The aim of this paper is to provide a more complete picture of Chinese investment in India and to assess the implications of Chinese investment and acquisitions for India’s diplomacy, trade strategy, and security. Rather than attempt to provide a definitive figure, which is beyond this paper’s scope, the broader objective is to examine the growing stakes of Chinese companies in India and assess the implications for the relationship. This paper draws on MOFCOM data, publicly available information sourced from Chinese firms, press reports in China and India, and background information shared by Indian and Chinese officials. It is possible to estimate that the total investment from China exceeds official figures by at least 25%, and this is a very conservative estimate. When announced projects and planned investments are included, the total current and planned investment is three times the current figure, crossing at least US$26 billion. In greenfield investments and capital invested in acquiring or expanding existing facilities in India, Chinese companies have invested at least US$4.4 billion. Chinese companies have also invested in acquiring stakes in Indian companies, mostly in the pharmaceutical and the technology sectors, and participated in numerous funding rounds of Indian startups in the tech space. Another US$15 billion approximately is pledged by Chinese companies in investment plans or in bids for major infrastructure projects that are as yet unapproved.
These figures are likely an underestimation as there are several limitations in the exercise of mapping Chinese investments in India. For one, there is no exhaustive list or record of Chinese companies operating in India or their investments with either the Indian or Chinese governments. One reason is the routing of investments through different countries. A second is the different routes of foreign direct investment (FDI) into India, as a result of which complete FDI statistics are not available with a single government agency. Chinese ministries, on the other hand, may have more accurate country-wise data but tend to be less forthcoming in sharing it. Complicating the picture are investments from funds whose links to Chinese entities are difficult to ascertain. Another limitation is the inability to confirm whether stated investments by Chinese companies have materialised to the fullest extent. Verifying this is beyond this paper’s scope.
The first section of the paper, “Actors in China’s foreign policy”, looks at how China’s foreign policy is shaped by the growing weight and stakes of new actors, such as the private sector and provincial governments. The second section, “China Inc. and India” traces the changing strategies and interests of Chinese companies, both state-owned and private, in doing business and investing in India. The section on “Making in India” describes and analyses investments in five sectors: infrastructure, energy, automobiles, consumer goods, and real estate. The fourth section, “Buying in India”, looks at acquisitions focusing on the technology sector in particular. The last two sections examine the implications of this on India’s relationship with China and suggest five key recommendations for India’s trade and investment policy.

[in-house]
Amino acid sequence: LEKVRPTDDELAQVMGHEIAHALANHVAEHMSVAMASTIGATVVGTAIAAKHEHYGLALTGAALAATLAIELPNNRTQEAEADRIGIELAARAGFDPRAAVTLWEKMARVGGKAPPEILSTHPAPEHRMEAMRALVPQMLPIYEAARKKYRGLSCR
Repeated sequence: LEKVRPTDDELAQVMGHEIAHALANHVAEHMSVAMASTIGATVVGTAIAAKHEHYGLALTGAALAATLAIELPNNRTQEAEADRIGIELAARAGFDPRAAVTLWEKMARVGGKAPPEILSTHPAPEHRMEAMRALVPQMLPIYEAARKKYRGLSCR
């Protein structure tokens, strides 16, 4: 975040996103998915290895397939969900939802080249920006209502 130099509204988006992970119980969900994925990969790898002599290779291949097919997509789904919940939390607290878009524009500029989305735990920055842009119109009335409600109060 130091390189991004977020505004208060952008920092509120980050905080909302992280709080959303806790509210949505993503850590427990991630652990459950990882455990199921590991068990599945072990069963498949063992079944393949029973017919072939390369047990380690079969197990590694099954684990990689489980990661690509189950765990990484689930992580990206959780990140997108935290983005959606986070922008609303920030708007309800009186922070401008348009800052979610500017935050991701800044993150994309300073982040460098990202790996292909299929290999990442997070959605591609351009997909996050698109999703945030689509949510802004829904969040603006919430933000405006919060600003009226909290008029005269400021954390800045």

The paper argues that India needs to proactively engage with new actors in China’s foreign policy, particularly the private sector and the provincial state governments, where many decisions regarding trade or investment deals are made. India needs to reexamine and update its trade and investment strategy and better leverage the growing stakes of Chinese companies in the Indian market, if it wishes to more successfully pursue its trade objectives with China. The flush of investment from China’s private sector poses new challenges for India’s regulators and has underlined the need for a transparent, credible and predictable regulatory framework. In China, the boundaries between the state and private sectors are blurry at best, and some of China’s most prominent private technology companies, including those that are major investors in India, are playing key roles in advancing government initiatives at home, including in running an effective censorship regime.
This blurred separation between state-owned enterprise (SOE) and private enterprise raises the question of whether the Chinese private sector can indeed be considered as an entirely distinct entity from the state. This question becomes even more relevant with Chinese and other foreign firms acquiring controlling stakes in Indian companies, particularly in the technology sector where definitions of security or strategic implications are rapidly evolving. Rising investment from China certainly brings advantages both for the government of India, which is looking to correct a lopsided trading relationship, and for Indian companies in need of capital. This paper argues that while it is in India’s interests to enable this process through creating a friendly, open and predictable investment environment, the government will also need to more proactively safeguard longer-term considerations of security and privacy as it opens the door to new sources of investment.
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1 US Dollar-Rupee exchange rate of 69.8 is used throughout the paper.